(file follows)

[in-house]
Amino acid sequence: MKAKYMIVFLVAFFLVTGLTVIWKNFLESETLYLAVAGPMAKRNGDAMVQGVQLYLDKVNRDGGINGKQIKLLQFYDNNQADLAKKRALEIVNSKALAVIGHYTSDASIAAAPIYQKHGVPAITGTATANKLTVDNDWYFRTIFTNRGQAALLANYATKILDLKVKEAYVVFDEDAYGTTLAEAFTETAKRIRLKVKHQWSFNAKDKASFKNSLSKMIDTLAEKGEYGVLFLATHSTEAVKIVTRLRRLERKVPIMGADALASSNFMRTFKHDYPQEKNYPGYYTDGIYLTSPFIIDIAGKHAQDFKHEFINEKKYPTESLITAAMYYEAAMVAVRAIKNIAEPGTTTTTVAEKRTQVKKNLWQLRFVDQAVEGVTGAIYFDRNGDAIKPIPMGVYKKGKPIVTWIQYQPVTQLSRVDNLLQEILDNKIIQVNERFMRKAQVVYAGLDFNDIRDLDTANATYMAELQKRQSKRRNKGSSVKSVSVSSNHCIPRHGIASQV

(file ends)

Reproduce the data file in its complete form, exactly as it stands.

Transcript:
[in-house]
Amino acid sequence: MKAKYMIVFLVAFFLVTGLTVIWKNFLESETLYLAVAGPMAKRNGDAMVQGVQLYLDKVNRDGGINGKQIKLLQFYDNNQADLAKKRALEIVNSKALAVIGHYTSDASIAAAPIYQKHGVPAITGTATANKLTVDNDWYFRTIFTNRGQAALLANYATKILDLKVKEAYVVFDEDAYGTTLAEAFTETAKRIRLKVKHQWSFNAKDKASFKNSLSKMIDTLAEKGEYGVLFLATHSTEAVKIVTRLRRLERKVPIMGADALASSNFMRTFKHDYPQEKNYPGYYTDGIYLTSPFIIDIAGKHAQDFKHEFINEKKYPTESLITAAMYYEAAMVAVRAIKNIAEPGTTTTTVAEKRTQVKKNLWQLRFVDQAVEGVTGAIYFDRNGDAIKPIPMGVYKKGKPIVTWIQYQPVTQLSRVDNLLQEILDNKIIQVNERFMRKAQVVYAGLDFNDIRDLDTANATYMAELQKRQSKRRNKGSSVKSVSVSSNHCIPRHGIASQV